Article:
Teach Students to Break Down Criteria for Success

EdWeek

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As a general rule, I front load my units/projects by previewing and discussing the end product first and then using the following weeks to provide instruction and practice to ensure success criteria.

Since we’re starting our new unit now, we’ve been spending time looking at the assessment, modifying it together and now discussing how students can find success with the skills being assessed.

Rather than just provide a rubric and a sample, students were split up into groups focusing on a particular standard.

Students needed to review the assignment (which they annotated yesterday) and the rubric and align past learning with the standard they were responsible for.

Each group made a chart and shared out around the room. Students then were asked to take pictures of each of the charts and return to their seats.Screen shot 2016-12-20 at 11.12.44 AM.png

As they worked together to determine what success will look like and why they were working on these skills, I walked around the room answering questions and listening to their conversations.

After we shared out and developed a list of skills from the standards, students were asked to answer an exit ticket (that was emailed to them) that asked the following:

Exit ticket:

Based on the success criteria established and the work we’ve done in class thus far, what skills and/or content do you feel you’re already proficient in or mastering? How do you know? Which areas do you feel you need the most help with? What lessons will you need to find success?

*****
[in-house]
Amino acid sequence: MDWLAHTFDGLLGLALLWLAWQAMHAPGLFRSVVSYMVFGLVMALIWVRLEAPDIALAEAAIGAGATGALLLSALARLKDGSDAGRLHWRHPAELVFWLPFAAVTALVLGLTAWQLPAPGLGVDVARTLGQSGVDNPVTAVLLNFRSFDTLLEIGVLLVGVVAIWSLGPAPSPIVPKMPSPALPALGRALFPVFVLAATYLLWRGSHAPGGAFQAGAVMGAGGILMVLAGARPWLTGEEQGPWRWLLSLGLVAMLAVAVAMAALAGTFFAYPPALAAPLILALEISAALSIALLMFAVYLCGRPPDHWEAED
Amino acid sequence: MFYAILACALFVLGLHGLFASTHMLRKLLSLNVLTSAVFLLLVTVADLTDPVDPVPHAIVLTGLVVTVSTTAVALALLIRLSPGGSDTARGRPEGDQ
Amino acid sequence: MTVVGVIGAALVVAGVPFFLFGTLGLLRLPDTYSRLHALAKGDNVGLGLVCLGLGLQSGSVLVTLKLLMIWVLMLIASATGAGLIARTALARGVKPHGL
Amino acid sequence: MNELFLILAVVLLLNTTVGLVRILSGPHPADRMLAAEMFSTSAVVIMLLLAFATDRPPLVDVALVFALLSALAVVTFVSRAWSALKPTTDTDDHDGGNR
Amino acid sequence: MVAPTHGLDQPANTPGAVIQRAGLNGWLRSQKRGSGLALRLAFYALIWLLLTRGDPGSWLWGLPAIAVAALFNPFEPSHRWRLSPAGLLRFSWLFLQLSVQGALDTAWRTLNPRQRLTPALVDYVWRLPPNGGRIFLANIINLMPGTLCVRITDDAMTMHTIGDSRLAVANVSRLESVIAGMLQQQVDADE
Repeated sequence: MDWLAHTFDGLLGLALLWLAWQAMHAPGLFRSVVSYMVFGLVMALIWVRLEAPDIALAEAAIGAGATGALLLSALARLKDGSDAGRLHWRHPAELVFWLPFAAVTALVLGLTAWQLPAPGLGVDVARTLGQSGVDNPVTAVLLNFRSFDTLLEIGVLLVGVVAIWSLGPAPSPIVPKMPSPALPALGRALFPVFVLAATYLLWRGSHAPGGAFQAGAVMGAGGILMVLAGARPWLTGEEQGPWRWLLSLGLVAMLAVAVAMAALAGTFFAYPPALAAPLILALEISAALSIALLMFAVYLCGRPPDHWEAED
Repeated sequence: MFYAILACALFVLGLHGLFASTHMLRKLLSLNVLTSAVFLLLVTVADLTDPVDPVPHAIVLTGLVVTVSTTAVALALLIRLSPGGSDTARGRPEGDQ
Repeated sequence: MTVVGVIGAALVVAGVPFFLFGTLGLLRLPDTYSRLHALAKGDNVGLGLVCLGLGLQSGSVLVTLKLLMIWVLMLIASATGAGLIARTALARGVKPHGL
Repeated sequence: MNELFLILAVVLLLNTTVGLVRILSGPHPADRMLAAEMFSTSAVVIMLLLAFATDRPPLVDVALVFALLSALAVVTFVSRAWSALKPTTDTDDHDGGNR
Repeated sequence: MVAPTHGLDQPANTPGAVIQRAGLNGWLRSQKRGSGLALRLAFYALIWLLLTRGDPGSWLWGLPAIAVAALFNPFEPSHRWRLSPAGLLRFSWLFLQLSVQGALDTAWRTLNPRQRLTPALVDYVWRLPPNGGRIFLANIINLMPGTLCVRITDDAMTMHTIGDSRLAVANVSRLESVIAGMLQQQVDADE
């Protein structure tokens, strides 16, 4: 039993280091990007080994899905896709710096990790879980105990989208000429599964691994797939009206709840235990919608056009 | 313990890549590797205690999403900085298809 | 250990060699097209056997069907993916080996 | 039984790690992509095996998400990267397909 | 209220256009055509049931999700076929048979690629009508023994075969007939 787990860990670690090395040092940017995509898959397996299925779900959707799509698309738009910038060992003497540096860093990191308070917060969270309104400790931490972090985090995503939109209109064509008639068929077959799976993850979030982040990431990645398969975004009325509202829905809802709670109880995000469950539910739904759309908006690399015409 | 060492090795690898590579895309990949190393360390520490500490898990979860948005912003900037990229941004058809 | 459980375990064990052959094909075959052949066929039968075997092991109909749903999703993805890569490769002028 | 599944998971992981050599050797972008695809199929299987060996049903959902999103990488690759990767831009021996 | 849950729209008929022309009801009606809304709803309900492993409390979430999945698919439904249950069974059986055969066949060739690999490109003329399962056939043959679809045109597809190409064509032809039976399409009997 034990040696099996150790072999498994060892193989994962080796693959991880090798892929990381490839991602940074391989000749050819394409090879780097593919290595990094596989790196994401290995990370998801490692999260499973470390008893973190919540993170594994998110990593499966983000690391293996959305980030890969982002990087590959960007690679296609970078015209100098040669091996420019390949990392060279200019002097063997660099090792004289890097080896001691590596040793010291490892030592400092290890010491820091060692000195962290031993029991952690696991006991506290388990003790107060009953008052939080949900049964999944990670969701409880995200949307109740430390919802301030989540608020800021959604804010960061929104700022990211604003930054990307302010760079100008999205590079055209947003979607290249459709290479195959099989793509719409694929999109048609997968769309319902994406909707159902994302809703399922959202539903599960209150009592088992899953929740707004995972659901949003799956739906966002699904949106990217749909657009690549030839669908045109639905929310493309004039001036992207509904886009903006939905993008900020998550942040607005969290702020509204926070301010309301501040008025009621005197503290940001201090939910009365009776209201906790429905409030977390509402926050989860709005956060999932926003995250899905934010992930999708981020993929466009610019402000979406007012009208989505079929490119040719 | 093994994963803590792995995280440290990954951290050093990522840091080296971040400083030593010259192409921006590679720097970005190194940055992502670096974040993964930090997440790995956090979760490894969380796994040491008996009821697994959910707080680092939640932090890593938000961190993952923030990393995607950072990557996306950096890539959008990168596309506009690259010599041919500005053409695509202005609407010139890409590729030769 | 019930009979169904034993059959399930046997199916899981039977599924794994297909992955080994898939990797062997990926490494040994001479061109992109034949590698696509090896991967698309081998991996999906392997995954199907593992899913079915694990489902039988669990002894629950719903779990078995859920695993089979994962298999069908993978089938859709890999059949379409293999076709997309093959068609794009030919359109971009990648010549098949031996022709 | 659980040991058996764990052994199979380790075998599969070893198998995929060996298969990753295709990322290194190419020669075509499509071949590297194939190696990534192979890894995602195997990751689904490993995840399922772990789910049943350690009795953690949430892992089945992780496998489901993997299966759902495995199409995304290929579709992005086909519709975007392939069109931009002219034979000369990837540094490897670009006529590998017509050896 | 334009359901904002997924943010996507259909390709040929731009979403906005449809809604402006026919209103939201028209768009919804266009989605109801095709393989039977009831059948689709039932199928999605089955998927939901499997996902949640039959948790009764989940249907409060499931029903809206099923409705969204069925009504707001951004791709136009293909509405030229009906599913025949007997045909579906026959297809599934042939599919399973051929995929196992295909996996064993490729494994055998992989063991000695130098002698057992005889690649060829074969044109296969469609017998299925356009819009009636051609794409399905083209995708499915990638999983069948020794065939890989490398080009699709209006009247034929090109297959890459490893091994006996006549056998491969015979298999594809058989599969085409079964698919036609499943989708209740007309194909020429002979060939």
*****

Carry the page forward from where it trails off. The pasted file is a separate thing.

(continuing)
1. What skills and/or content do you feel you’re already proficient in or mastering?
2. How do you know?
3.  What areas do you feel you need the most help with?
4. What lessons would be helpful to find success?
Thanks! Make sure to check your email and “pupilpath” regularly for feedback.
Right after class, I read their emails and provide them feedback as well as gather data to align my mini-lessons to ensure success for all. Number four is of particular use to me, asking students to identify areas of need. This is essential to helping them reflect and be more metacognative. The better informed they are about their own learning, strengths and challenges, the better they can get their needs met and I can be helpful in how that happens.
Students need to know what is being assessed, so they can name and understand what they are learning and more importantly why. In this way they can start to connect their learning to real skills that will be of use to them in the future.
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